Still, this prose/verse thing has legs, I think. There's Hughes, on one hand, here, if my contention is correct. On the other side, there are Williams' explorations at lineating prose. Or Ammons' work (dull, I find, but he's onto something on the molecular level). Or Bidart's. Now, there's one that succeeds a lot of the time, in the long poems. Ditto for Charles Wright in his best work. And a good prose line in a verse poem, properly anchored tonally, that's a beautiful thing, too. The Germans are great at this kind of thing. Handke. Enzensberger. They have a long, robust song tradition that they are drawing from. That might be an interesting way of looking at it. Dietrich's or Brecht's cabaret work finding a way into page-based work, for example, through a Marxist /deconstructionist door.

Ken said...

They are both fine poems, but I'd vote for Layton's if I had to pick one as the 'winner', not something I like doing. Hughes' poem seems to me more unfocused. Sure, it has more detailed descriptive elements, but that in poem (unless you're an imagist) isn't the most important feature of a poem. It is true that Layton tends to hit hard at the end of his poems with rhetorical flourishes that some might consider bombastic. (He was rather notorious for that tendency.) But all this aside, I think this "which is better" game in art is silly and pointless. What is interesting is the different approaches artists take. "Compare and contrast" is a more valuable exercise than playing 'Survivor' with works of art trapped on a desert island.


David Kosub said...

"Compare and contrast" reminds me of those literary study guides I talk about at the top of my post or those awful questions we were asked in high school and university literary classes. At the same time, making judgements about poems, if only at the level of a poetic line or an image, a rhythmic or rhetorical choice, seems even to you here, Ken, to be an instinctual and valid response. I see no reason why we would not extend that to a judgement of the poem as a whole (We do the same thing in judging film, for example).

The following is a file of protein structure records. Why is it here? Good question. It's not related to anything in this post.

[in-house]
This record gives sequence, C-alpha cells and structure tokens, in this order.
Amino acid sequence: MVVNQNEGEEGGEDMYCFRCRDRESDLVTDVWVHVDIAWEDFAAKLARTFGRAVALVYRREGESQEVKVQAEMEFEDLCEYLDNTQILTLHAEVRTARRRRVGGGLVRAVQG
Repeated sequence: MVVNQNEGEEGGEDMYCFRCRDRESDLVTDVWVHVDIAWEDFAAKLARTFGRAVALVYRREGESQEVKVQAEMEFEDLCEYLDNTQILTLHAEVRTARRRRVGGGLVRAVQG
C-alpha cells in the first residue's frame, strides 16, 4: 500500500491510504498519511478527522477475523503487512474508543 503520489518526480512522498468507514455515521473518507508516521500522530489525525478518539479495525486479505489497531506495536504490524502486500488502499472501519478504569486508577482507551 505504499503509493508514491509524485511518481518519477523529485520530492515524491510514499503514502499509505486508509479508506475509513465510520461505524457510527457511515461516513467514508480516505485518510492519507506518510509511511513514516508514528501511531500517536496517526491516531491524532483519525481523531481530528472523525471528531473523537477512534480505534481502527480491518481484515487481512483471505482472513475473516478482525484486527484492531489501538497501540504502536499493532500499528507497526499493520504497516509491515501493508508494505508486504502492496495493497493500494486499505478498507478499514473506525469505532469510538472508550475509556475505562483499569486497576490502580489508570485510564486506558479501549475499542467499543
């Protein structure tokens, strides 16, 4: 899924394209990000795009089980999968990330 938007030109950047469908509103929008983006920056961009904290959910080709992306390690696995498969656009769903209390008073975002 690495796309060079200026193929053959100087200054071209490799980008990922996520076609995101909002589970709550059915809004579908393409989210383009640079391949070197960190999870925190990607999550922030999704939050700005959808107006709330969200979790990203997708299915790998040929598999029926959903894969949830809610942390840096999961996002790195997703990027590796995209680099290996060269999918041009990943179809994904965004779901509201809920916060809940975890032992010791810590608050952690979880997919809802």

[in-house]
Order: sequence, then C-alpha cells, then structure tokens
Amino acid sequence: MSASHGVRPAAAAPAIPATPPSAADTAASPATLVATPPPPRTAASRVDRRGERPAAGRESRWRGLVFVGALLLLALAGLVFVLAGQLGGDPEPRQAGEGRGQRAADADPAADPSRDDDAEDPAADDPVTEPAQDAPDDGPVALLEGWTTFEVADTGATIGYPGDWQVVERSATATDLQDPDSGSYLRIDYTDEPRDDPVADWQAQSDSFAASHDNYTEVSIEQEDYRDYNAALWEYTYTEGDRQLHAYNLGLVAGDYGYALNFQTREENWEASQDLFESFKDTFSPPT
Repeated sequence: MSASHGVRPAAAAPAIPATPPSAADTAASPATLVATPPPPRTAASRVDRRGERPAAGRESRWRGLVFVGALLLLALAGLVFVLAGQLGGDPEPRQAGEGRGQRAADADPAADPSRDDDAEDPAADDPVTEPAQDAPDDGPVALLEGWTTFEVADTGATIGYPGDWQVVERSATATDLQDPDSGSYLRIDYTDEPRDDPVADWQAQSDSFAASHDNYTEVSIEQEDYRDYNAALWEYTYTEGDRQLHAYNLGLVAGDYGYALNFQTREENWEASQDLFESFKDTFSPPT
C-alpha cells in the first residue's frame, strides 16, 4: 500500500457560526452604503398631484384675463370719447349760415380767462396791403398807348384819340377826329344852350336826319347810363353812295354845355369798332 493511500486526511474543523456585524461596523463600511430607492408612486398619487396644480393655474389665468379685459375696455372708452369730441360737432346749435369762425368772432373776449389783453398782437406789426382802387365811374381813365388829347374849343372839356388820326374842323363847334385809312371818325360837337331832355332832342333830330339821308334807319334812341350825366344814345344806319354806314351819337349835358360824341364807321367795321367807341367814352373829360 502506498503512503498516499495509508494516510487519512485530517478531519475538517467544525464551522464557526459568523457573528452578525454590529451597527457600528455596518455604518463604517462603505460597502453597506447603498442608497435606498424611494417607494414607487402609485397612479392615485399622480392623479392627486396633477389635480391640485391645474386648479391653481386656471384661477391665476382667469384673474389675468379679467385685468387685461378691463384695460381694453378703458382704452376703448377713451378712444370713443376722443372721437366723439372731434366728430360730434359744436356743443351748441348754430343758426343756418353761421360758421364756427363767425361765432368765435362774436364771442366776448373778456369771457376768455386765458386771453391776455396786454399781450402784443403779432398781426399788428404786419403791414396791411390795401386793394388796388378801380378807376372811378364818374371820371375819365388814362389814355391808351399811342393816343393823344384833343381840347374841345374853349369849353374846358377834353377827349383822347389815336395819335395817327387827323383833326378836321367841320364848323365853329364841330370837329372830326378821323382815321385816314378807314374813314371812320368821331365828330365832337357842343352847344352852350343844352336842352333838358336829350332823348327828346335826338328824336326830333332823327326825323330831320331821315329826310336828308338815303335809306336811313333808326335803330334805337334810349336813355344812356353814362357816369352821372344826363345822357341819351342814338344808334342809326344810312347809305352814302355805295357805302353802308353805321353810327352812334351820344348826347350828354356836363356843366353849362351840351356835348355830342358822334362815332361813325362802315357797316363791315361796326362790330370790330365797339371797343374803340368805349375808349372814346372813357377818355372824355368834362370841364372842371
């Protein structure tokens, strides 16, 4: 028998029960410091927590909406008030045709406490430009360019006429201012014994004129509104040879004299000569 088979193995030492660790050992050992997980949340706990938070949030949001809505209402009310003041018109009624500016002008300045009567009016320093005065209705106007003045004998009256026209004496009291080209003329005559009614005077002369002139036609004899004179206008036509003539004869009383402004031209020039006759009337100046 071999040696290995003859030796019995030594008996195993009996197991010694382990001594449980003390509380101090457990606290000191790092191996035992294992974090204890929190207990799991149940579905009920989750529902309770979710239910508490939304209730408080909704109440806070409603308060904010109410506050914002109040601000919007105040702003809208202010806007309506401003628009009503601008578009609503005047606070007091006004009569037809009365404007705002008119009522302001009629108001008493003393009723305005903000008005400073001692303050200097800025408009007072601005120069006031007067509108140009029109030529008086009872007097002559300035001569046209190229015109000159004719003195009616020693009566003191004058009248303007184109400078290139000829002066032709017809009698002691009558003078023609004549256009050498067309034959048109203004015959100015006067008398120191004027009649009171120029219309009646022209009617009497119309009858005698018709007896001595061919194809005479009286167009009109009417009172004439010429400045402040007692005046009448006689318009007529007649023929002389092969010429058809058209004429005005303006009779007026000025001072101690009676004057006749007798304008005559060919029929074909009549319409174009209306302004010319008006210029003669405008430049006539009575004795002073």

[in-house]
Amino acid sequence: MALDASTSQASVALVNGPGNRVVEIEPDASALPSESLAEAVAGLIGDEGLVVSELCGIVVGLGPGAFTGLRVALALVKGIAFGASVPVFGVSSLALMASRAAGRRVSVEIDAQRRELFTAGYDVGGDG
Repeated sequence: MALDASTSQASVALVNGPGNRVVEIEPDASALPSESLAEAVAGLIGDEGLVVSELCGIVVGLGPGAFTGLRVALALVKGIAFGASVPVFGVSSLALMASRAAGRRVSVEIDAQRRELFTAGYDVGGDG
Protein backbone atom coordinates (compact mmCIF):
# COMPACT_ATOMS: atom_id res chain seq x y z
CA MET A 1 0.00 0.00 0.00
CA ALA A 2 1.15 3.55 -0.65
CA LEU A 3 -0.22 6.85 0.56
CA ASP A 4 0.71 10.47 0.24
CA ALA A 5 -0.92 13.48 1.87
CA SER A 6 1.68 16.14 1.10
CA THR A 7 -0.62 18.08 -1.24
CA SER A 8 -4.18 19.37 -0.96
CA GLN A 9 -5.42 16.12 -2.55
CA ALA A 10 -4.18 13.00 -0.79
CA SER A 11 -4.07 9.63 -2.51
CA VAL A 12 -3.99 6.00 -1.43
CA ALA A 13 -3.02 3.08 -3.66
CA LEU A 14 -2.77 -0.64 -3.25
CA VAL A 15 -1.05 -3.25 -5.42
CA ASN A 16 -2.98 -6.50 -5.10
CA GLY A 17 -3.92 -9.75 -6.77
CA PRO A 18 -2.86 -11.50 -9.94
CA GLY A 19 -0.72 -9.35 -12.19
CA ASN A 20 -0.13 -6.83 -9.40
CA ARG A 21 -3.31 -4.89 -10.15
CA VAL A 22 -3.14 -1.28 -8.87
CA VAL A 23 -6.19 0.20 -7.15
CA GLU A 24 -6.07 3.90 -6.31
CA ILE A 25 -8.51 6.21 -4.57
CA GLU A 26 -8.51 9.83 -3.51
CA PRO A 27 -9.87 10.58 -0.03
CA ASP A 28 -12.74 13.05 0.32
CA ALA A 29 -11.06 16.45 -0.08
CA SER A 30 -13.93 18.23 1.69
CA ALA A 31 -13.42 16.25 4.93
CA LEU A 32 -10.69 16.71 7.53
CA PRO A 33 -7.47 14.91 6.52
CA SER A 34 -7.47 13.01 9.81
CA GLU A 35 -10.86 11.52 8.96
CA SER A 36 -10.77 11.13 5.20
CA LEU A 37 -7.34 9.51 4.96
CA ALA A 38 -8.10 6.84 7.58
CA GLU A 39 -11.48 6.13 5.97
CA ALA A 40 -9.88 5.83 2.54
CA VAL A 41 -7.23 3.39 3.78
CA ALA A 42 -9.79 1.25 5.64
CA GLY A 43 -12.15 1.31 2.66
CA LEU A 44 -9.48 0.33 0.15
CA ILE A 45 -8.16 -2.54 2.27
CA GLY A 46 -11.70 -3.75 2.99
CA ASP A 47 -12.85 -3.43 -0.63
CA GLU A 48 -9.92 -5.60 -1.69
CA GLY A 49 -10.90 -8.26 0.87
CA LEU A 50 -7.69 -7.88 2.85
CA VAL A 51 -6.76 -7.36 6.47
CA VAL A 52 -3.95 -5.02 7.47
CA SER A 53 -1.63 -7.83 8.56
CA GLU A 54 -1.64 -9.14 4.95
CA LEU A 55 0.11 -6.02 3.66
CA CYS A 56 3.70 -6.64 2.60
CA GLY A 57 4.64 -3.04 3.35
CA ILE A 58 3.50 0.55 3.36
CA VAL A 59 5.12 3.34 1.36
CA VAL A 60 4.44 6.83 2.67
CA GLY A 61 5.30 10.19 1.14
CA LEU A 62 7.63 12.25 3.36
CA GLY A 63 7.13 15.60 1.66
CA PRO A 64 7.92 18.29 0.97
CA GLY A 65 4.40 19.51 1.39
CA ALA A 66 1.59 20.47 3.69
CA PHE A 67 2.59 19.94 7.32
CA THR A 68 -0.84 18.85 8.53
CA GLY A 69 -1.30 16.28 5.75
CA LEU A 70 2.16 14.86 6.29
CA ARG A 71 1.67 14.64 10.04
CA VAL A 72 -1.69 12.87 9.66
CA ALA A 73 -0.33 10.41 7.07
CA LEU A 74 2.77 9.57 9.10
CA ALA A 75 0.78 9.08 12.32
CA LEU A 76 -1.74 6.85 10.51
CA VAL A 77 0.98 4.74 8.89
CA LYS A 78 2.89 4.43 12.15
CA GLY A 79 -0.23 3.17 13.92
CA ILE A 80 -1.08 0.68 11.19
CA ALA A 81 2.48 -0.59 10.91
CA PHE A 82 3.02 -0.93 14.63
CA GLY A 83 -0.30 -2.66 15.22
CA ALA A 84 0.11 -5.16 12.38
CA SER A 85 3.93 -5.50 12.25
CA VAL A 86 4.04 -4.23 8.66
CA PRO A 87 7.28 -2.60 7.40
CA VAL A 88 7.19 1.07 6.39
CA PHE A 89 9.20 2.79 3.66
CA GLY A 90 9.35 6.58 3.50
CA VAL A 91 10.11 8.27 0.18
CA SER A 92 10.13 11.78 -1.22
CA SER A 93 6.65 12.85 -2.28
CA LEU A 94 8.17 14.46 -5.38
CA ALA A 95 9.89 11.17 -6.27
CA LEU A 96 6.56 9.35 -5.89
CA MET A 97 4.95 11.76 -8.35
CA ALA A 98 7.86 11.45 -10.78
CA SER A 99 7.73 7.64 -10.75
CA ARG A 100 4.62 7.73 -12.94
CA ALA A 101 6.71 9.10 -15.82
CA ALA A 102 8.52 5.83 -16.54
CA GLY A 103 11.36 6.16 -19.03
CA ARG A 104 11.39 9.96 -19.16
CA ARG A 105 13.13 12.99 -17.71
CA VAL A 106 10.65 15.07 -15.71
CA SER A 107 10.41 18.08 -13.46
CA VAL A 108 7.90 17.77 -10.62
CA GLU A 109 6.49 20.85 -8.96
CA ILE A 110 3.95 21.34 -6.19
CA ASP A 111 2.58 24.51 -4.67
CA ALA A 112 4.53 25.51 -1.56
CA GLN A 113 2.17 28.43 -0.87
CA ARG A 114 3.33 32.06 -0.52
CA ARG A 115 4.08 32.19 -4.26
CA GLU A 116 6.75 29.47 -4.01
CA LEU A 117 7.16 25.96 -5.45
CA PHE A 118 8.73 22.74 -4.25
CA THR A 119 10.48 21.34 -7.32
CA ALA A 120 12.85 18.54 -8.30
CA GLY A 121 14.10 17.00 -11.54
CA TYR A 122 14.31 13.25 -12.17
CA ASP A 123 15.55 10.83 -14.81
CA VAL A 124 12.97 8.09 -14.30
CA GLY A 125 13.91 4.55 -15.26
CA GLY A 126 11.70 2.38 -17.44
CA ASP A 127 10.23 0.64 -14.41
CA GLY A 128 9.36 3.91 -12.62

As for whether a poem will "survive" to be read say a hundred years from now, only posterity can judge. But I'd like to think they would find our assessments of poems written today equally insightful and enduring.

Alice Major said...

I'm not going to get into the 'defining' of poems -- a mug's game. Some poems are more about content and some poems are more about sound. Room for all.

But for heaven's sake, how could you guys miss the huge "Pieta-son-of-struggle' stuff going on in Hughes? It's as burdened by its Christian symbolism as anything in Layton.

Even so, I don't think either poem is as self-indulgent as all that. The world hands us emotion and you have to do something with it.

Zachariah Wells said...

One of the things that makes the Hughes poem more successful, IMO, is that the symbolic dimension is missable. Layton, by contrast, telegraphs it from the get-go. At any rate, yes, mug's game indeed.

David Kosub said...

Are we trying to "define" poems in the grand scheme of all things poetical, Alice, or simply trying to account for these two poems in front of us, i.e. in relation to what works for us or doesn't work for us? I'm kind of hoping the latter.

I'm not sure we missed the Pieta reference; I mean how could we? It's right there (i.e. "He mooed feebly and lay like a pieta Christ/
In the cold easterly daylight.") More likely we got side tracked by other issues. But isn't the Christ thing generally over done a little, anyway, and the least interesting aspect of Hughes' poem?

You say "The world hands us emotion and you have to do something with it." That raises a good question: Was anyone actually moved by the Hughes' poem...say by reading it aloud?

David Kosub said...

I agree. The Hughes poem has other things to recommend it besides its symbolic dimension. By contrast, when Layton relies upon symbolism as he does here, it almost always tends to weaken his poetry, at least for me.